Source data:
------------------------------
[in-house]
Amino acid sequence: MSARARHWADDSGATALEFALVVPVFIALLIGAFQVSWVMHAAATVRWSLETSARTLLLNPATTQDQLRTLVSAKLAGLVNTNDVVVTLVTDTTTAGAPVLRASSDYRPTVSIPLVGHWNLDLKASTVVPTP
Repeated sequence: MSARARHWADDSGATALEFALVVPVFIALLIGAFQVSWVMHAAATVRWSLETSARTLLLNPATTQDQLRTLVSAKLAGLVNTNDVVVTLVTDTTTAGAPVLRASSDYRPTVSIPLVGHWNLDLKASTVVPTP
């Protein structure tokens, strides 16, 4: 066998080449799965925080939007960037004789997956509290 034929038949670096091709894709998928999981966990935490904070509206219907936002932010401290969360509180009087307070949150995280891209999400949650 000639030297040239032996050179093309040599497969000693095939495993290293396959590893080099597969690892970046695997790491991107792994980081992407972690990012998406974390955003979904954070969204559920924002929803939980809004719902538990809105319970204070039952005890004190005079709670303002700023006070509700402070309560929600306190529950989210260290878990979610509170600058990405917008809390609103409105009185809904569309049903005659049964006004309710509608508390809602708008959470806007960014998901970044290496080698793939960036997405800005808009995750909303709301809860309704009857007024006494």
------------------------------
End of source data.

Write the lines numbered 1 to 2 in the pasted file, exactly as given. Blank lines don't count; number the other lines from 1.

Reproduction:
[in-house]
Amino acid sequence: MSARARHWADDSGATALEFALVVPVFIALLIGAFQVSWVMHAAATVRWSLETSARTLLLNPATTQDQLRTLVSAKLAGLVNTNDVVVTLVTDTTTAGAPVLRASSDYRPTVSIPLVGHWNLDLKASTVVPTP